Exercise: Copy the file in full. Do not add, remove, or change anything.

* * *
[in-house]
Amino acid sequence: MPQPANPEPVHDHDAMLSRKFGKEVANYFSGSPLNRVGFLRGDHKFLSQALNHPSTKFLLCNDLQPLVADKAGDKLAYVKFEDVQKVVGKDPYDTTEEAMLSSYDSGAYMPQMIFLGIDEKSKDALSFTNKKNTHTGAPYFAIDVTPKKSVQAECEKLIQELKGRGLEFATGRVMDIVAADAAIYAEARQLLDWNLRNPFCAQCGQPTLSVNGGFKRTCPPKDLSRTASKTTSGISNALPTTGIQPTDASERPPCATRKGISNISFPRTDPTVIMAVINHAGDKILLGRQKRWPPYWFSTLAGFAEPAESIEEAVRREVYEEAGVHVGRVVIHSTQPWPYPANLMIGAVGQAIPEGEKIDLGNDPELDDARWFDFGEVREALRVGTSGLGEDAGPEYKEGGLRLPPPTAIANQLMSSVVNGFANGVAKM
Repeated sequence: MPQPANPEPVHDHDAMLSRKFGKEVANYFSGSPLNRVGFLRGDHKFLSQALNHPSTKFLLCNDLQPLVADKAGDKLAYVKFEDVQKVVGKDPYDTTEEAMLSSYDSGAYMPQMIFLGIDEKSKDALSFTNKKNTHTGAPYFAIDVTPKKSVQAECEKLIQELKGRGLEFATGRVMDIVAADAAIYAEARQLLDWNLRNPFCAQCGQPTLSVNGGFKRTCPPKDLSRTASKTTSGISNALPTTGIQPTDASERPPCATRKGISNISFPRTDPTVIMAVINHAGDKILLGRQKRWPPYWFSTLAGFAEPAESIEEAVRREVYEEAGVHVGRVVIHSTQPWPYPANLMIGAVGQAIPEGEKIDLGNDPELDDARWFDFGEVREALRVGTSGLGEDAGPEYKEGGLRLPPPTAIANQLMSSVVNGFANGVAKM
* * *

[in-house]
Amino acid sequence: MPQPANPEPVHDHDAMLSRKFGKEVANYFSGSPLNRVGFLRGDHKFLSQALNHPSTKFLLCNDLQPLVADKAGDKLAYVKFEDVQKVVGKDPYDTTEEAMLSSYDSGAYMPQMIFLGIDEKSKDALSFTNKKNTHTGAPYFAIDVTPKKSVQAECEKLIQELKGRGLEFATGRVMDIVAADAAIYAEARQLLDWNLRNPFCAQCGQPTLSVNGGFKRTCPPKDLSRTASKTTSGISNALPTTGIQPTDASERPPCATRKGISNISFPRTDPTVIMAVINHAGDKILLGRQKRWPPYWFSTLAGFAEPAESIEEAVRREVYEEAGVHVGRVVIHSTQPWPYPANLMIGAVGQAIPEGEKIDLGNDPELDDARWFDFGEVREALRVGTSGLGEDAGPEYKEGGLRLPPPTAIANQLMSSVVNGFANGVAKM
Repeated sequence: MPQPANPEPVHDHDAMLSRKFGKEVANYFSGSPLNRVGFLRGDHKFLSQALNHPSTKFLLCNDLQPLVADKAGDKLAYVKFEDVQKVVGKDPYDTTEEAMLSSYDSGAYMPQMIFLGIDEKSKDALSFTNKKNTHTGAPYFAIDVTPKKSVQAECEKLIQELKGRGLEFATGRVMDIVAADAAIYAEARQLLDWNLRNPFCAQCGQPTLSVNGGFKRTCPPKDLSRTASKTTSGISNALPTTGIQPTDASERPPCATRKGISNISFPRTDPTVIMAVINHAGDKILLGRQKRWPPYWFSTLAGFAEPAESIEEAVRREVYEEAGVHVGRVVIHSTQPWPYPANLMIGAVGQAIPEGEKIDLGNDPELDDARWFDFGEVREALRVGTSGLGEDAGPEYKEGGLRLPPPTAIANQLMSSVVNGFANGVAKM